A tear rolled down my cheek as I sat in the church watching my son Philip escort his bride down the aisle. He was a dead man walking, a man that shouldn’t have lived. What if I had snuffed out his life before he had really lived, loved, and savored manhood? I would have deprived myself of his love, a daughter-in-law, and four wonderful grandchildren. I realized how close I’d come to ending his life and my heart failed me.
I remembered back twenty – four years previously and the circumstances in which I lived when he was conceived.
I had such great plans. One included becoming the proud owner of a gleaming white electric washing machine. It was my first machine; until that point, I’d been using a pump action plunger to wash the clothes.
I imagined it standing in the old brick washhouse with the missing door, broken walls and uneven brick floor. I intended to pay for this piece of modern equipment by working during the fruit harvest, cutting and picking fruit. My plans went horribly wrong. I contacted the German measles at seven weeks of pregnancy with my third child and lay for a week in the grip of a high fever. During that week the Doctor was called and informed me that I was pregnant. It was a shock.
‘This year marks the forty-seventh anniversary of Roe v. Wade, which resulted in the legalisation of abortion in our country. Since then, it’s estimated that we have had over sixty million babies aborted in America. ‘ Andrew Wommack
Eventually I visited the Doctor at his surgery and he confirmed the pregnancy and informed me that the percentage of healthy babies escaping the crippling effects of Rubella was very low and that I should have an abortion. He invited me to get a second opinion, which I did. The verdict was the same, have an abortion, your child could be blind, deaf, crippled or worse`. I faced a crisis between a moral ethic and my personal desires.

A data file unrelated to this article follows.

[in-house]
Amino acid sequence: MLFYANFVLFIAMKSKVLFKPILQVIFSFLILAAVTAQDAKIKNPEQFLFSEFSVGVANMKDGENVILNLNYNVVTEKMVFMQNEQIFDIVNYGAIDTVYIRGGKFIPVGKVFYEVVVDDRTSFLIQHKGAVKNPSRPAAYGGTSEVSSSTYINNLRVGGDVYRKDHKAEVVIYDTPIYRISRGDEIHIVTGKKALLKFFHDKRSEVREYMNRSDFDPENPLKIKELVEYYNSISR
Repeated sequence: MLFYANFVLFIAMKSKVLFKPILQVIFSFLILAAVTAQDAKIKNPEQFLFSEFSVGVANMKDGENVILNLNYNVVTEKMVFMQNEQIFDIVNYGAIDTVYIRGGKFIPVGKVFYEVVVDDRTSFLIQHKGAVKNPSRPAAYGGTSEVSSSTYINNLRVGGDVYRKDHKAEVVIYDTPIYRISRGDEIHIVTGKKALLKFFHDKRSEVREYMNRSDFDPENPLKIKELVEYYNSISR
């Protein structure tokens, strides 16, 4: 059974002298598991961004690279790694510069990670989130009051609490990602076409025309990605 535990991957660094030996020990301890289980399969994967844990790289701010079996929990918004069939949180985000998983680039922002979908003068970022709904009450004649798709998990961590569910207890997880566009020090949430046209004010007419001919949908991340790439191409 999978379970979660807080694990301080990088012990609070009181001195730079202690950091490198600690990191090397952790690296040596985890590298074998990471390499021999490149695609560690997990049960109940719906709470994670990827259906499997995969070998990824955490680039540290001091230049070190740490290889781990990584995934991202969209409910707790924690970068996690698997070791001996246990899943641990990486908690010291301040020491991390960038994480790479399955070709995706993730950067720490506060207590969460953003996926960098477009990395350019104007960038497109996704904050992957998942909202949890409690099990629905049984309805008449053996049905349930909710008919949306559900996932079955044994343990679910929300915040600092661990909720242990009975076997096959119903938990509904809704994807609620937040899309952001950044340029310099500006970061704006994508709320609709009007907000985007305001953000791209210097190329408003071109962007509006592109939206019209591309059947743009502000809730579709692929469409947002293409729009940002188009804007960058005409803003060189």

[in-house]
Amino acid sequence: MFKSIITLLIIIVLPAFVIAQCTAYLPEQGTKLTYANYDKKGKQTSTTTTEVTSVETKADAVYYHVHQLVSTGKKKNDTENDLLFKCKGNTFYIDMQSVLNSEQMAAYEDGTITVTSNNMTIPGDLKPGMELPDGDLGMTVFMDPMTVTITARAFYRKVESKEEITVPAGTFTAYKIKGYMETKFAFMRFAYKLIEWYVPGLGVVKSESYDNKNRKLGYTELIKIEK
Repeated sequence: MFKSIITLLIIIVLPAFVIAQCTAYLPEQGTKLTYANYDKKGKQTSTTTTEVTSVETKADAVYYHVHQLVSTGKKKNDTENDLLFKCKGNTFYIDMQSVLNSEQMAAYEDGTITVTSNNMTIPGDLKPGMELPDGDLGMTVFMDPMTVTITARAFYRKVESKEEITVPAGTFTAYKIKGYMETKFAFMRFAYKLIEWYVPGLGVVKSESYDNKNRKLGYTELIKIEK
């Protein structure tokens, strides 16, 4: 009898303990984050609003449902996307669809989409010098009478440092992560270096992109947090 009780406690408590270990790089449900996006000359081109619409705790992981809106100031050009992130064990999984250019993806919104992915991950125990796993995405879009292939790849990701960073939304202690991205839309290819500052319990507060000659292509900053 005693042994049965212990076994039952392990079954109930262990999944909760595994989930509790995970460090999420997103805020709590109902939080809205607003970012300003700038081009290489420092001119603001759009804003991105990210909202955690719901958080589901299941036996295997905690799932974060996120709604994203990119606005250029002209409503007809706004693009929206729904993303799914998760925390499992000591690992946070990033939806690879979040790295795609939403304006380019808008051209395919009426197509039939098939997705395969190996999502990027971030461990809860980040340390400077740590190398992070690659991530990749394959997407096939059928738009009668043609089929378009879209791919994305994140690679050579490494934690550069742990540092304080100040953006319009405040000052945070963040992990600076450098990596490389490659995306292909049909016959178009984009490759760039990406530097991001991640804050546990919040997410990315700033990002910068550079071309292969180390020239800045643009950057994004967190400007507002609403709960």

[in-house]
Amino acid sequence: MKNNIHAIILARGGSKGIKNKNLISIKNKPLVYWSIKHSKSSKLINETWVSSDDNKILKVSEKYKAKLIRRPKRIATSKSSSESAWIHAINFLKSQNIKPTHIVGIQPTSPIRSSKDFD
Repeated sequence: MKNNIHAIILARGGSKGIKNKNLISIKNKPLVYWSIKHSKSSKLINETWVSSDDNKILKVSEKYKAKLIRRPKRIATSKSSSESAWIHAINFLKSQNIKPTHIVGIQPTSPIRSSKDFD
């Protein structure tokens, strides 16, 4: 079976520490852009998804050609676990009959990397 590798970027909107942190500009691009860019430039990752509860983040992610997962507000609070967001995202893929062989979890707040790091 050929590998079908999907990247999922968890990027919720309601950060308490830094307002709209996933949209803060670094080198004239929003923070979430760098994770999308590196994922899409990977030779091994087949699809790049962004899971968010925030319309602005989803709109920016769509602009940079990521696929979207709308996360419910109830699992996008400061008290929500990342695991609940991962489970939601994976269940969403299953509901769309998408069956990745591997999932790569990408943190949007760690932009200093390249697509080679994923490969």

An abortion would allow me to pursue my plans and earn that gleaming washer. I now had a perfectly good reason for escaping an unwanted pregnancy. Further, I asked myself the question: should I knowingly bring into the world a disabled child? What quality of life would it have? Could I give it the care and attention that it might need? Could we afford to pay for its needs? I sought answers from a minister’s wife, our parents; all agreed an abortion was the answer all except my sister-in-law. Clare disagreed.
I professed a strong faith in the Almighty. Somehow, an abortion didn’t ‘sit right’. Other questions began flooding my mind. What if the child were healthy? Should my selfish desires come before that new life growing within and for which I was responsible? If the Almighty was who he said he was, why should I not trust him?
For days I seesawed between the Doctor’s opinion, my desires, the life of my child and trusting the Almighty. The tug-of-war finally fell on the side of the child.
Months passed, washdays came and went. I continued to wash the clothes with a hand-pumping machine.
Swedish photographer Lennart Nilsson passed away at the age of 94. Nilsson disproved the notion that an unborn baby is just a blob of cells through his life-affirming photographs
My son was born. He was whole in body and mind. A great burden rolled from the physician. Only at this point did I realize the anxiety he had felt over my seemingly irresponsible decision.
I rejoiced over my tiny son. He was perfect. He has never suffered a day’s serious illness. He is now a father of four beautiful children and three grandchildren, but I’m getting ahead of myself.
Lennart Nilsson’s work has been invaluable in portraying the humanity of the unborn and has led many people to understanding that life does in fact begin at conception.
My gleaming, white washer arrived courtesy of my husband’s boss. It shone in the dirty, tumbled down laundry. Because my husband had gone beyond the call of duty the boss had given my husband a bonus with the proviso that the money be spent on a washing machine. It could be said to be co-incidental but, somehow, I didn’t see it as such, I saw my Heavenly Father had given me the desires of my heart. What I hadn’t been able to do for myself, God had stepped in and done it for me.
I couldn’t believe how easy washdays became. What once had been an all-day chore was now only a couple of hours.
How close I came to denying my son the wonderful experience of marrying his beloved bride. His life had almost been over before it began. More than I can ever say, I’m glad I trusted the Almighty and chose life for me, my son, his wife and children.
“The Biblical view of abortion doesn’t focus on death, it focuses on life. Abortion is not really a social issue – it’s a moral one. Abortion is not about healthcare, the freedom of choice, women’s rights. It’s not about religion nor is it centred on who will win the pro-life/ pro choice debate. Abortion is about the sanctity of life.”